A study of the weathering of an historic buildingA study of the weathering of an historic building
Faculty of Sciences. Chemistry
AXES (Antwerp X-ray Analysis, Electrochemistry and Speciation)
Analytica chimica acta. - Amsterdam
195(1987), p. 247-255
University of Antwerp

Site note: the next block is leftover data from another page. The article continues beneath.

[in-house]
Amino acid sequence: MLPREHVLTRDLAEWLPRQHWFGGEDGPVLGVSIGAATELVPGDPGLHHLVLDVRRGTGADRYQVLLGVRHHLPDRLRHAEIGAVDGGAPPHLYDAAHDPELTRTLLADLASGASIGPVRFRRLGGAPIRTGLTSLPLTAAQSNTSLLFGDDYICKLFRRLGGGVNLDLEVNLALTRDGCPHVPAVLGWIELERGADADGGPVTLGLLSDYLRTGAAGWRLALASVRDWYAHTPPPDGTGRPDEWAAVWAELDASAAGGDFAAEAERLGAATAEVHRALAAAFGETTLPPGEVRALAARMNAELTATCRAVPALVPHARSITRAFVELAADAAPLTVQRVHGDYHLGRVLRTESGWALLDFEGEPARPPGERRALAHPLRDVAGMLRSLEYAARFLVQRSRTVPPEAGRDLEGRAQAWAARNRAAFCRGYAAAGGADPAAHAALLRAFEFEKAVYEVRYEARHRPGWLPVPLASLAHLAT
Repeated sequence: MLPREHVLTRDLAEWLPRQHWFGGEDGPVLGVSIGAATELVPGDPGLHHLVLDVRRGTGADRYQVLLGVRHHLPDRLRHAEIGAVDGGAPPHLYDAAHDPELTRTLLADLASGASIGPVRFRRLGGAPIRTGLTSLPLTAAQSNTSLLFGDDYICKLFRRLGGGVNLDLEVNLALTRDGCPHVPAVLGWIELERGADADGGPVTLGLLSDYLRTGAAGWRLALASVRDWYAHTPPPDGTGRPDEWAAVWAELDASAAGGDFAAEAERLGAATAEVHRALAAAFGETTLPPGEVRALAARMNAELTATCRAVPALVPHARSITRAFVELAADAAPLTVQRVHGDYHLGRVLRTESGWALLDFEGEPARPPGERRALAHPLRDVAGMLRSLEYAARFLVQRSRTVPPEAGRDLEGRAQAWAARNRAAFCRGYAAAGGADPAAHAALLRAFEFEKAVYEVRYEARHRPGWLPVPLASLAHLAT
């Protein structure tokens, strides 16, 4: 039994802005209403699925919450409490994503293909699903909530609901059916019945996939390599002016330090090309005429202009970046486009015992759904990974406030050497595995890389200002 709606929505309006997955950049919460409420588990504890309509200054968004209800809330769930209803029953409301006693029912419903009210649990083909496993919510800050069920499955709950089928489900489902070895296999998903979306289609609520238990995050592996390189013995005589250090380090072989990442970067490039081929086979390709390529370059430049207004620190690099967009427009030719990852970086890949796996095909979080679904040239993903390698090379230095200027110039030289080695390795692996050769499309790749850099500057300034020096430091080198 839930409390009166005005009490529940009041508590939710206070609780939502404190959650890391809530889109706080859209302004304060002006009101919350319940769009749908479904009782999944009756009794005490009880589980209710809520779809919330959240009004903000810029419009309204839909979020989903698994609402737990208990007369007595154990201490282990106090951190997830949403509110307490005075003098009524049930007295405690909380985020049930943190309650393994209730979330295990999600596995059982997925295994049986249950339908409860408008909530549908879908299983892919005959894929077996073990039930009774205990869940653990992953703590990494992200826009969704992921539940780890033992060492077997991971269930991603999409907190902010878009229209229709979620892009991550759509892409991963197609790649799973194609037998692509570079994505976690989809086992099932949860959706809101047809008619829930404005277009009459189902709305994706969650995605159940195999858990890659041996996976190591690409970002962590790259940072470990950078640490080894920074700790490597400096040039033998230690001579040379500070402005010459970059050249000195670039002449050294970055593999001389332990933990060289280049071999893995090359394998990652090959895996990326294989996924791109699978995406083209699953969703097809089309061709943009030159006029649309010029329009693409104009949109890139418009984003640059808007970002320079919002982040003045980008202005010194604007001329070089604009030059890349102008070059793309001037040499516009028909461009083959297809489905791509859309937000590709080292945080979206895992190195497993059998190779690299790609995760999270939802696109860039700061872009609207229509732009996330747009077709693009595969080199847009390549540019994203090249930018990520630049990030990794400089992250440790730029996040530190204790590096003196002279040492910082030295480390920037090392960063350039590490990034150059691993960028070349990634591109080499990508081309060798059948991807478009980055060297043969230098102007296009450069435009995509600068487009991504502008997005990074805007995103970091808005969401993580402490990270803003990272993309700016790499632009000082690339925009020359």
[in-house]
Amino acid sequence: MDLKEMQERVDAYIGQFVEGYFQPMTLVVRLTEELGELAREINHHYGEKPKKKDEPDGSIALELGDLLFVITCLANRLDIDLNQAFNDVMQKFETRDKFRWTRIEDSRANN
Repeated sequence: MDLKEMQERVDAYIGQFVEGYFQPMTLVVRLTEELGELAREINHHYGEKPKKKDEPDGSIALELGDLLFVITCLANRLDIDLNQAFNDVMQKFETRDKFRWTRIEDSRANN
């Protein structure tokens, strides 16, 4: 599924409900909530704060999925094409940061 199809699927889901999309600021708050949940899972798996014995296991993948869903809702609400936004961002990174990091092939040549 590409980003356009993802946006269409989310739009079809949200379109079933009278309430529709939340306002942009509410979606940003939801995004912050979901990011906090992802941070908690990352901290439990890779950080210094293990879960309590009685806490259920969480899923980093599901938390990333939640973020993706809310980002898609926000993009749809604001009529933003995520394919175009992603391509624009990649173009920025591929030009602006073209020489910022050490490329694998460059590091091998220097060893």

Various bulk and surface analytical techniques were used to study the chemical deterioration of the 13th-to-15th century limestone cathedral in Mechelen, Belgium. The weathering crust on the walls was found to be rich in sulfate, regardless of the geographic orientation. Nitrate and chloride were only detected in minor amounts in the crust and run-off samples. Attack by gaseous sulfur compounds seems to play a dominant role in the stone deterioration mechanism. Electron microprobe analysis showed predominantly bar-shaped gypsum crystals in the crust, and laser microprobe mass spectrometry showed that carbon seems to be responsible for the blackness of most crust samples. Automated electron microprobe analysis also indicated significant differences in the analytical composition of suspensions in run-off water and in rain-water.